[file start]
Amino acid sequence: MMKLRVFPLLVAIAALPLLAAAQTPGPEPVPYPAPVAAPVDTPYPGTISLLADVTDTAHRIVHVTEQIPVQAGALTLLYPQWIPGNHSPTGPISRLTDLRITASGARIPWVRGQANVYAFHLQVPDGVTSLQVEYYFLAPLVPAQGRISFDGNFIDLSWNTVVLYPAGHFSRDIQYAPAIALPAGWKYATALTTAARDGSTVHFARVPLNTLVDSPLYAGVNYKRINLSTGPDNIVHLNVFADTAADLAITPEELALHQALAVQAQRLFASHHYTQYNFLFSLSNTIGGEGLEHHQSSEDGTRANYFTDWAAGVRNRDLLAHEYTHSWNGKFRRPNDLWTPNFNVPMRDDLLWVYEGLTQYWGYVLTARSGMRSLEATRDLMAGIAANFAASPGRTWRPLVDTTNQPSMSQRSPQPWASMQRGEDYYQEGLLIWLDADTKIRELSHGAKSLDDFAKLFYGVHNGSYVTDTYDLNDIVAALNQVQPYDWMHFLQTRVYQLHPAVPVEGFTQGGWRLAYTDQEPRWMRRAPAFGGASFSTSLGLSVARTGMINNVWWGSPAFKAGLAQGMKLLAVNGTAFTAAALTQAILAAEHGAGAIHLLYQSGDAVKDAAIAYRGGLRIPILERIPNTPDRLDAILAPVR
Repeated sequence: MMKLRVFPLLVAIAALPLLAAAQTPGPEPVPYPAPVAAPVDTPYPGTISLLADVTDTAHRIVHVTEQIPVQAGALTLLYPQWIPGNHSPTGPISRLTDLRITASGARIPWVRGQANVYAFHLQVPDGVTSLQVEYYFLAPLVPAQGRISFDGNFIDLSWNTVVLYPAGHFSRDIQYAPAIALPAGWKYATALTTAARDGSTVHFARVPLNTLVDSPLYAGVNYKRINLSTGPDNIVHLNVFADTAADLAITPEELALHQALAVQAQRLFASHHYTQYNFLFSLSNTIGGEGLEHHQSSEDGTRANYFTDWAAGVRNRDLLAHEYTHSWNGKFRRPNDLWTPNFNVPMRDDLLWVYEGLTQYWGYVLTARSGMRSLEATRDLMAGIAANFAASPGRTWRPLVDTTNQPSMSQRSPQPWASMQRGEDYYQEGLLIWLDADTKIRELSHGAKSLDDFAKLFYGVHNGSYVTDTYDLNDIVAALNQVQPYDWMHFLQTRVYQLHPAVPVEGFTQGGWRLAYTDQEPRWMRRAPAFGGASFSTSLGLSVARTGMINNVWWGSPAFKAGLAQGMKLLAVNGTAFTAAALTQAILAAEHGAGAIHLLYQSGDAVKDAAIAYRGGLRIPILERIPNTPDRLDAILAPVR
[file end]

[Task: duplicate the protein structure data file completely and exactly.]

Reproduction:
Amino acid sequence: MMKLRVFPLLVAIAALPLLAAAQTPGPEPVPYPAPVAAPVDTPYPGTISLLADVTDTAHRIVHVTEQIPVQAGALTLLYPQWIPGNHSPTGPISRLTDLRITASGARIPWVRGQANVYAFHLQVPDGVTSLQVEYYFLAPLVPAQGRISFDGNFIDLSWNTVVLYPAGHFSRDIQYAPAIALPAGWKYATALTTAARDGSTVHFARVPLNTLVDSPLYAGVNYKRINLSTGPDNIVHLNVFADTAADLAITPEELALHQALAVQAQRLFASHHYTQYNFLFSLSNTIGGEGLEHHQSSEDGTRANYFTDWAAGVRNRDLLAHEYTHSWNGKFRRPNDLWTPNFNVPMRDDLLWVYEGLTQYWGYVLTARSGMRSLEATRDLMAGIAANFAASPGRTWRPLVDTTNQPSMSQRSPQPWASMQRGEDYYQEGLLIWLDADTKIRELSHGAKSLDDFAKLFYGVHNGSYVTDTYDLNDIVAALNQVQPYDWMHFLQTRVYQLHPAVPVEGFTQGGWRLAYTDQEPRWMRRAPAFGGASFSTSLGLSVARTGMINNVWWGSPAFKAGLAQGMKLLAVNGTAFTAAALTQAILAAEHGAGAIHLLYQSGDAVKDAAIAYRGGLRIPILERIPNTPDRLDAILAPVR
Repeated sequence: MMKLRVFPLLVAIAALPLLAAAQTPGPEPVPYPAPVAAPVDTPYPGTISLLADVTDTAHRIVHVTEQIPVQAGALTLLYPQWIPGNHSPTGPISRLTDLRITASGARIPWVRGQANVYAFHLQVPDGVTSLQVEYYFLAPLVPAQGRISFDGNFIDLSWNTVVLYPAGHFSRDIQYAPAIALPAGWKYATALTTAARDGSTVHFARVPLNTLVDSPLYAGVNYKRINLSTGPDNIVHLNVFADTAADLAITPEELALHQALAVQAQRLFASHHYTQYNFLFSLSNTIGGEGLEHHQSSEDGTRANYFTDWAAGVRNRDLLAHEYTHSWNGKFRRPNDLWTPNFNVPMRDDLLWVYEGLTQYWGYVLTARSGMRSLEATRDLMAGIAANFAASPGRTWRPLVDTTNQPSMSQRSPQPWASMQRGEDYYQEGLLIWLDADTKIRELSHGAKSLDDFAKLFYGVHNGSYVTDTYDLNDIVAALNQVQPYDWMHFLQTRVYQLHPAVPVEGFTQGGWRLAYTDQEPRWMRRAPAFGGASFSTSLGLSVARTGMINNVWWGSPAFKAGLAQGMKLLAVNGTAFTAAALTQAILAAEHGAGAIHLLYQSGDAVKDAAIAYRGGLRIPILERIPNTPDRLDAILAPVR